·  That, while many of the economic factors causing the current cost of living crisis are outside of our control as a local authority, it is essential that we focus our efforts on providing the assistance we do have at our disposal to those residents struggling the most.

 

Council resolves to:

·  Ensure that we continue to take a coordinated approach towards addressing the cost-of-living emergency, alongside working with our partners.

·  Set up a dedicated officer working group to address the cost-of-living emergency.

·  Address health and fuel inequalities through our health and heating project, which will employ a multi-layered approach that provides targeted support, working closely with community and voluntary sector partners.

·  Build food justice and address food insecurity by making Cambridge a Right to Food City. This means that we will:

o  Call on national government to enshrine the right to food in law

o  Write to the Secretary of State together with the Food Poverty Alliance asking them to strengthen the National Food Strategy to ensure that it provides support for people struggling to eat in this cost-of-living crisis.

o  Continue our support of the city’s food hubs and commit to working with our communities and members of the Food Poverty Alliance to form a vision of what the Right to Food looks like for Cambridge.

·  Ensure that council decisions are not disproportionately impacting on residents who are struggling the most, through introducing a socio-economic duty and separately considering socio-economic impacts in all our equality impact assessments.

·  Continue campaigning for and championing a real living wage for workers in our city, especially working closely with employers.

·  Commit to working with others to ensure that we can harness both the good will and the wealth in our city to benefit all our residents.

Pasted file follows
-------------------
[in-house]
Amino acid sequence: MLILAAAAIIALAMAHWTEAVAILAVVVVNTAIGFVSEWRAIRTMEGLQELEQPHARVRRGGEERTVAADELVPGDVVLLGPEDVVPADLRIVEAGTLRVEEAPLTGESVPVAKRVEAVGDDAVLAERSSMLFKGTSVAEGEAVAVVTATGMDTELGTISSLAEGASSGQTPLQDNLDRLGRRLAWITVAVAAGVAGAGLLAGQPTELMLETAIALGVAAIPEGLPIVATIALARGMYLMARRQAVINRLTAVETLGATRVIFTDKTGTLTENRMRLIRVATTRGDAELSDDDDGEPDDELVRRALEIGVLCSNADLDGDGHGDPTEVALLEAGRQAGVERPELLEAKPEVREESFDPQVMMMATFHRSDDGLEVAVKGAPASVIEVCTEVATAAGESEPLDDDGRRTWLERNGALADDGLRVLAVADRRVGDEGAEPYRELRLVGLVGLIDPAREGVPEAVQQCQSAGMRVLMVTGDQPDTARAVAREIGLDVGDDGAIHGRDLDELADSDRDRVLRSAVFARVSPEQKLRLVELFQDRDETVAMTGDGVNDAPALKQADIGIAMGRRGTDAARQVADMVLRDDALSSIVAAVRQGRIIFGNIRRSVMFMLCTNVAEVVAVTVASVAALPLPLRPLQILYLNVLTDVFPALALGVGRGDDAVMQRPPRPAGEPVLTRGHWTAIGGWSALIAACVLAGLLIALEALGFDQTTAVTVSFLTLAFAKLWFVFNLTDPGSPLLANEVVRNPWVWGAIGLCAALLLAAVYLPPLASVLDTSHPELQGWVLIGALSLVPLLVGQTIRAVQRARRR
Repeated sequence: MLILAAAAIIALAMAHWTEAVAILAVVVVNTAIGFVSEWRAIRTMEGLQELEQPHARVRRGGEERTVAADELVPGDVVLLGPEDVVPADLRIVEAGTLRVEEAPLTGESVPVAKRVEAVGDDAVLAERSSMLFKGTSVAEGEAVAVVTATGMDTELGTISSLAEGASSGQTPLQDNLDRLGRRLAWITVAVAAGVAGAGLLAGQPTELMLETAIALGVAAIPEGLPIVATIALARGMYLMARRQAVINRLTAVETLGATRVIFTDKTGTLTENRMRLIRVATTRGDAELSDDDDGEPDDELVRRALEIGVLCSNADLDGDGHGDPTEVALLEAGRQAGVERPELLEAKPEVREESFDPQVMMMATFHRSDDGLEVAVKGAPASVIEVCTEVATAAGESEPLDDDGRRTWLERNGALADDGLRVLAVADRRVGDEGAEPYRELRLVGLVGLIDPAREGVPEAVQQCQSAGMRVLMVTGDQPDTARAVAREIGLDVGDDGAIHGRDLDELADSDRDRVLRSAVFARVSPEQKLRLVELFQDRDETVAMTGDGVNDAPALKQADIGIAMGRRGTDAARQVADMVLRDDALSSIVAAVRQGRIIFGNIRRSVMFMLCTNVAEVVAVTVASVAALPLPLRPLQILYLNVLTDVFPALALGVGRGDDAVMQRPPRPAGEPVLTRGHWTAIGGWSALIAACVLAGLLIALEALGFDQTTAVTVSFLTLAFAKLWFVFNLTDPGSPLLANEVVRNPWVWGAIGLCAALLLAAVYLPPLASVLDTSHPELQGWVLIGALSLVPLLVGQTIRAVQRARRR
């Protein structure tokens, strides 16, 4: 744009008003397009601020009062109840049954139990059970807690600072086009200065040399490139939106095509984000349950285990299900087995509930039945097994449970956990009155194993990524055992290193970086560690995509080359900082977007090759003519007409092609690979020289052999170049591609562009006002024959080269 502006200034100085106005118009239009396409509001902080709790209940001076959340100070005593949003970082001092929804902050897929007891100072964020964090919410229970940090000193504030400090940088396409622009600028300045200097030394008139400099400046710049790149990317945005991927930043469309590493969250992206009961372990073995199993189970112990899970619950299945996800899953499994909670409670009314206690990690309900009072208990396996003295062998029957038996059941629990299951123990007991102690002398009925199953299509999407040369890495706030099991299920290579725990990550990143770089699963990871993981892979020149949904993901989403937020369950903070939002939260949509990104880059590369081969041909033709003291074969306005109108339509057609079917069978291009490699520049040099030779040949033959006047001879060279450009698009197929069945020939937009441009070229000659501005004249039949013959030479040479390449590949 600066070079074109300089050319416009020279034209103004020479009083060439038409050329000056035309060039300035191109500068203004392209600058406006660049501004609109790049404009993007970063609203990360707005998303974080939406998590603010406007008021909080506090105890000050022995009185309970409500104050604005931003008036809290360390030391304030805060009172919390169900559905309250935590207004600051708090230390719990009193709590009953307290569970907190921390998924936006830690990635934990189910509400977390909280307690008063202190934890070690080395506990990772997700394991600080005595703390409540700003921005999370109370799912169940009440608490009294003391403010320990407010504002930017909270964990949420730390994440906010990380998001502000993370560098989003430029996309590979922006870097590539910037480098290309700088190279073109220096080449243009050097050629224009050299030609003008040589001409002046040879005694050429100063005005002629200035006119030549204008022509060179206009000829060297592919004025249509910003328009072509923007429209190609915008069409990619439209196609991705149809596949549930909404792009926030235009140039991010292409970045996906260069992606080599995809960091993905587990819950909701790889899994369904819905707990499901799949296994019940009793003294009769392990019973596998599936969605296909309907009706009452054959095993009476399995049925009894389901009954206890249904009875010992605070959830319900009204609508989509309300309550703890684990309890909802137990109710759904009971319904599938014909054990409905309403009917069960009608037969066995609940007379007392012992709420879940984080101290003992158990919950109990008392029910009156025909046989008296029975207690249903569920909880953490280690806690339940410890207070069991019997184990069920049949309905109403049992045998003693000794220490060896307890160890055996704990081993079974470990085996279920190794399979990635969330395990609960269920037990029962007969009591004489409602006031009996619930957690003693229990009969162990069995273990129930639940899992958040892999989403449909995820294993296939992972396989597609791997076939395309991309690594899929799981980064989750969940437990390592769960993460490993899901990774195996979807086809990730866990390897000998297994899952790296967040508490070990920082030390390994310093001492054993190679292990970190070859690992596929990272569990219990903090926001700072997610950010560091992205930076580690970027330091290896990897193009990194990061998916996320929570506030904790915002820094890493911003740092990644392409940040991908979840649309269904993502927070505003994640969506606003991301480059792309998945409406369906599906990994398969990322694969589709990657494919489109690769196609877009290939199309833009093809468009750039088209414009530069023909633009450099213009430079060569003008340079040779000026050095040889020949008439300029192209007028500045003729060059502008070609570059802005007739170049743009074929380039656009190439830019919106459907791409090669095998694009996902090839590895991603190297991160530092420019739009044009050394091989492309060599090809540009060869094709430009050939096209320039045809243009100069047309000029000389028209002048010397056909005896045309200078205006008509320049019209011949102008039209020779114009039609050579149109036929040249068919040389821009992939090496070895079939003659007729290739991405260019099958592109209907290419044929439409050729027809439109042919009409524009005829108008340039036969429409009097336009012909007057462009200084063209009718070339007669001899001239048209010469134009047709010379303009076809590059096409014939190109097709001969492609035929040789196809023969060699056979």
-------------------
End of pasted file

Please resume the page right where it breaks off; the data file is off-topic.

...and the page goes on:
·  Review our small grants programme to make it easier for local groups supporting those struggling to get funding from our community grants.

Resolved (unanimously) to support the motion.

22/31/CNLf

Councillor Bick - Waste Reduction and Recycling Rates pdf icon PDF 8 KB

Minutes:

Councillor Bick proposed and Councillor Hauk seconded the following motion: 

 

Noting from the recent report of corporate performance that blue bin recycling rates have decreased over the past year and the proportion of black bin waste has increased, council requests a report to the next Environment & Community Scrutiny committee enabling focused scrutiny of this situation and examination of potential emphases to reverse these trends and get back on track.

 

Councillor Herbert proposed and Councillor Pounds seconded the following amendment to motion (deleted text struck through and additional text underlined):

 

This council notes; 

·  That waste and recycling rates have remained remarkably stable over the past two years, despite periods of lockdown with most workers and school children staying at home plus periods of service disruption due to staff shortages. 

·  That total waste and recyclate per household has reduced over the past four years, from 901.09kg per household in 2018/19 to 879.09 kg per household in 2021/22.  

·  That the weight of both residual waste and recycling collected has reduced. 

·  Despite service disruptions to green bin collections the weight of green bin waste has increased.